Do some microwavable plastics cause cancer?
We have all heard the stories, all read the scary emails that went around, and were forwarded and forwarded until we had no idea where they actually came from, about microwavable plastics and their links to cancer. But, how accurate were these emails? Is it safe to microwave foods in plastic, or are some plastics considered the newest link to cancer? The answer to both questions is "yes".
Dangerous Plastics Leaking into Foods
The truth, according to Harvard’s health website is that when food is wrapped in plastic and heated in a microwave, or placed in a plastic container and heated in a microwave, the substances that were used in the manufacturing of that particular piece of plastic (also known as plasticizers) can leak into your food.
More specifically, they can leak profusely into protein and fat rich meats and cheeses because the fats cause a "melting" reaction in the plastics. That includes milk and milk products. These foods cause DEHA (diethylhexyl adipate) to leak from the plastic. And this substance when found in the human body's tissues, has been linked to many kinds of cancers.
What is the FDA Doing about Dangerous Plastics?
here is a small mitigating factor for some plastics. The FDA recognized early on the potential for small amounts of plasticizers to migrate, so they closely regulate plastic containers and materials that come into contact with our food supply. They require manufacturers to test plastic containers, and then they place standards and specifications on those tests. However, the FDA currently has no "teeth" in the regulations and can't force makers to tell the truth to consumers.
The measure of a plastic container’s chemical migration is tested at different temperatures. The FDA should hold all plastics tested to the conditions that a container would likely see during normal in-home use. They will then estimate the ratio of plastic surface to area of food, how long the container would normally be in a microwave, how hot the food might get while in the microwave and how likely it is that a person would eat the food from the microwave container.
All these things come into play, and the FDA’s scientists measure the chemicals that leach out, and see to what extent they may migrate to various kinds of foods. The maximum allowable amount of leaching is 100-1,000 times less per pound of body weight than the amount shown to harm lab animals over a lifetime of such usage. Only containers that pass these stringent tests are allowed to display a ‘microwave safe’ label.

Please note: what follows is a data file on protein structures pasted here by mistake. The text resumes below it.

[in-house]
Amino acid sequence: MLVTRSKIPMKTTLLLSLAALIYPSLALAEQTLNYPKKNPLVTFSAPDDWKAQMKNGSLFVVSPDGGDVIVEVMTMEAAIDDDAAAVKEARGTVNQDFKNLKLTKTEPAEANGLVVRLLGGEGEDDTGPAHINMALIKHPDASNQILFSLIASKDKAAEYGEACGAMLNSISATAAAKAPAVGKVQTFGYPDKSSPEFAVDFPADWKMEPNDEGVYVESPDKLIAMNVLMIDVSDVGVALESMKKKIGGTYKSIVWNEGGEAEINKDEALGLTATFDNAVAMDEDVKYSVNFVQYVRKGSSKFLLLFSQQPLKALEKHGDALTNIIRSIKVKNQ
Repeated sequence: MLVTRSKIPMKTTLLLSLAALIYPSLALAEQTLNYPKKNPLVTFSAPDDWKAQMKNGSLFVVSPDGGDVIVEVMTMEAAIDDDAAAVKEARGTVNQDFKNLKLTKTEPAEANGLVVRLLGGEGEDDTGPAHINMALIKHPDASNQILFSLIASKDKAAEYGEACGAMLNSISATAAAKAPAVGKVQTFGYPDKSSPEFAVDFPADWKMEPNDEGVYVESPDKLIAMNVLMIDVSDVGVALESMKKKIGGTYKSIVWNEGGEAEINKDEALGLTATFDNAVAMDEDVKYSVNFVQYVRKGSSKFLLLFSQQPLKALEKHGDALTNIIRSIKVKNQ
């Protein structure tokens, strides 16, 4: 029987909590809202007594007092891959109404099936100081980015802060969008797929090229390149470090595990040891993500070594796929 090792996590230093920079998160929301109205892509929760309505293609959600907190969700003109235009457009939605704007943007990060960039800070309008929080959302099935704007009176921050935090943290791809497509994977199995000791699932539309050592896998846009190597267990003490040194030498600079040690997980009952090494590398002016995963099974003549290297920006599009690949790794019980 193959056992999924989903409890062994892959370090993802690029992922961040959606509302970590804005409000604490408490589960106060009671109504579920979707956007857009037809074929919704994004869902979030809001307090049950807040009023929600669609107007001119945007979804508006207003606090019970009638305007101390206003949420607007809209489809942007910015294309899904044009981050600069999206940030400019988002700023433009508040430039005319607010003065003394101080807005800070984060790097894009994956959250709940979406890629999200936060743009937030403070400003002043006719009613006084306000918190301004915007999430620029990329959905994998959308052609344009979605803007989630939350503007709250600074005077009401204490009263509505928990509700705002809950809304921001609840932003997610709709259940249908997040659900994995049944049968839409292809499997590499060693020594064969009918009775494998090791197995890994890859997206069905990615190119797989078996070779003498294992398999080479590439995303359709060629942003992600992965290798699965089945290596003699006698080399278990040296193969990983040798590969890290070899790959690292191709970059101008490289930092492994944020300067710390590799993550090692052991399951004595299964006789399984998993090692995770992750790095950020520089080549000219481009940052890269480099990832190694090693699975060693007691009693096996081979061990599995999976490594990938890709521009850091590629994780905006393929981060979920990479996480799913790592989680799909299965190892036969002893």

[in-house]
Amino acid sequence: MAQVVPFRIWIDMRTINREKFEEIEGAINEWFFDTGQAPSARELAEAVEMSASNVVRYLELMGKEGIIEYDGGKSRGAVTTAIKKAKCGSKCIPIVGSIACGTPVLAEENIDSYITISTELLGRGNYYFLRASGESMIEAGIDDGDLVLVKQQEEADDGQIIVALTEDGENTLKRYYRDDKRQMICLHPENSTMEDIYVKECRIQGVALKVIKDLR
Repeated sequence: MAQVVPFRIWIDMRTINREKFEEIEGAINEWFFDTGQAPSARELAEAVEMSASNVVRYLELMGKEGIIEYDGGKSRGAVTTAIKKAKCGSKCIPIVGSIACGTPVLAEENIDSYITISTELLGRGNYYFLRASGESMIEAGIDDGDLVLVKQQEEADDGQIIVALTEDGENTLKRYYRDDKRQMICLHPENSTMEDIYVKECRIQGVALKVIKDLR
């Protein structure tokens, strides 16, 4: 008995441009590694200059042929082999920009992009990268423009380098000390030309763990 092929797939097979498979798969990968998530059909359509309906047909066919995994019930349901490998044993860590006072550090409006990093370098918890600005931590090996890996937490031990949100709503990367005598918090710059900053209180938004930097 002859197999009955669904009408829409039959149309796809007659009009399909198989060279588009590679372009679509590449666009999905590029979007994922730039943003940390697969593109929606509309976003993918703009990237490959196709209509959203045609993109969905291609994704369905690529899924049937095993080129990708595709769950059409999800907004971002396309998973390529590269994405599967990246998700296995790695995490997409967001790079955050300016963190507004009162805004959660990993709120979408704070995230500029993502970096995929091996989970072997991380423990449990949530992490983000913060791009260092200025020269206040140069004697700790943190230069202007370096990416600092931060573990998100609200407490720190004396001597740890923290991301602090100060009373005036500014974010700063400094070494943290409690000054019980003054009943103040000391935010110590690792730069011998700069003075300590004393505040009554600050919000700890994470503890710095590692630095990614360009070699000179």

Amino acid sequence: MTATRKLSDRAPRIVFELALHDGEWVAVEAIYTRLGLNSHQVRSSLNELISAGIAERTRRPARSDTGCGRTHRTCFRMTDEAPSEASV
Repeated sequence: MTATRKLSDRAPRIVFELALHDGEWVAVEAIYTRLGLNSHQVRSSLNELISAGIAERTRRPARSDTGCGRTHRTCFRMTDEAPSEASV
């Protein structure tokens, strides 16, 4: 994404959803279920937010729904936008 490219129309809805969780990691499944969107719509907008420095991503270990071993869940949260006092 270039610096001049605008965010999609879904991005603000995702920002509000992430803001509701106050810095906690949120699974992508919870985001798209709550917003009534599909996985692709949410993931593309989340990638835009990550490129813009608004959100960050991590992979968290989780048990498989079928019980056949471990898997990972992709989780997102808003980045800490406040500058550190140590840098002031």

So, only those containers labeled “microwave safe” have been tested and found safe for microwaving food. Anything that is not labeled in this manner is not necessarily safe or unsafe. The FDA simply hasn’t determined their results yet. Unfortunately this leaves a lot of uncharted territory for us to traverse.
So, which plastics are safe? Well, as stated above, only those labeled ‘microwave safe’ have been tested by the FDA and found to be so based on old and outdated safety calculations. Basically we are on our own.
There are entire lines of microwave safe plastic dinnerware such as the ones found at Target. These are both stylish and FDA approved safe. At first glance, it is even hard to tell they are plastic. Just do a search on their site for ‘plastic dinnerware’ and click on each item. You will find the ‘microwave safe’ label right in the description. Other vendors such as Simply Smart Living boast entire lines of this pretty, safe and useful plastic.
Other microwave safe dishes include the plastic containers you can find from Tupperware (who have been leading the call for safe plastics for years) and even Crate and Barrel. Crate and Barrel has a very modern selection of plastic dishes that are FDA approved microwave safe, and Kid Smart Living boasts a wide variety of both microwave safe dinnerware and assorted dishes.
Can You Microwave Styrofoam?
Can you microwave Styrofoam? Actually, you can. But, it depends upon which Styrofoam. Microwaving Styrofoam has unknown consequences. Even the ‘microwave safe’ label—can't make any guarantees today. Even though it has gone through the same FDA tests as any other stamped plastic container.